Wollongong researchers have studied the ultrasonic mobility aids used by blind people for new insights into the technology and how it might be used in disaster zones.
The research has produced a wealth of previously unknown data and identified the best patterns for blind people to train their aids.
University of Wollongong robotics engineer Dr Sherine Antoun led the study, which involved setting up a navigation experiment and observing how blind people used their aids to negotiate corridors.
‘‘We concluded... an appropriate scan motion appears to be: left until a wall is detected, right and down until the floor is detected, up to free space, repeat,’’ Dr Antoun said.
‘‘These insights may lead to better navigation aids, improved techniques for the use of these navigation aids and new guidelines to improve the navigability of environments for blind people.’’
Dr Antoun’s approach was different because it assumed there could be a significance in every noise – or absence of noise – produced by the aids, not just in the loudest noises indicating an object to be avoided.
‘‘Previous researchers were discarding really good data for no reason,’’ Dr Antoun said.
‘‘We now understand how some people can really work with these devices and some people can’t. Those who can have learnt they’re really not looking for loud echoes – because they’re not really interested in obstacles, they’re interested in the space they can walk through – the no-echo zone.’’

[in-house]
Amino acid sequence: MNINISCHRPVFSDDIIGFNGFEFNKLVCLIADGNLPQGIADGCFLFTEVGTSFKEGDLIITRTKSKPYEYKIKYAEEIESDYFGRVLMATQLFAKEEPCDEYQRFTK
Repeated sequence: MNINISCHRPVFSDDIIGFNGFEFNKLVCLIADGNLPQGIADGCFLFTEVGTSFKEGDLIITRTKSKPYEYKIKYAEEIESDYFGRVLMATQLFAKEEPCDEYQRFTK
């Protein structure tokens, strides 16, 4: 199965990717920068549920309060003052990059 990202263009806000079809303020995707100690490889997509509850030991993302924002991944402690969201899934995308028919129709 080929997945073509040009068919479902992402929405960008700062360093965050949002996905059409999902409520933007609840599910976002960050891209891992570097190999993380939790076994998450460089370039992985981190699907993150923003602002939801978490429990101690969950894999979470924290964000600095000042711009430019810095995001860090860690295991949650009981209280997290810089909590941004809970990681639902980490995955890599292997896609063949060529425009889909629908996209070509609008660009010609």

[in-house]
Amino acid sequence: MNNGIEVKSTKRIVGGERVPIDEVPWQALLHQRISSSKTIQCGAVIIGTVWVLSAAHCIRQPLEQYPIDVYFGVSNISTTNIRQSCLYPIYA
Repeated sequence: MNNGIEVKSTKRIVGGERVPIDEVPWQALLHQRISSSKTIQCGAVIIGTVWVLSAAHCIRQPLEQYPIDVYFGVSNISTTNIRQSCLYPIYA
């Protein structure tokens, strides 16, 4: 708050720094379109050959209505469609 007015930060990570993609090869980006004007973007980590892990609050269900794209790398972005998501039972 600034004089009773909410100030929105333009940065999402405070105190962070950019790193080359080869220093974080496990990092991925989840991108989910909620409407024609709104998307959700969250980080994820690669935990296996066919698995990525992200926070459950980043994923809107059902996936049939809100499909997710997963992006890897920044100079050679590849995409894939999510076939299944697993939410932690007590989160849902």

The research has implications for navigation at large, including for use finding people in extreme or hostile environments.
‘‘Big robots are very expensive and you really don’t want to go destroying too many of them, but we can equip tiny robots with the same technology and we can send many of them into a disaster zone, each bringing back a little bit of information,’’ Dr Antoun said.
‘‘We can fuse this information into a site map that can tell us, for example, that this part of the site is too narrow for a human to go through, whereas this part is not.’’
The research will be published in the December issue of IEEE Sensors Journal.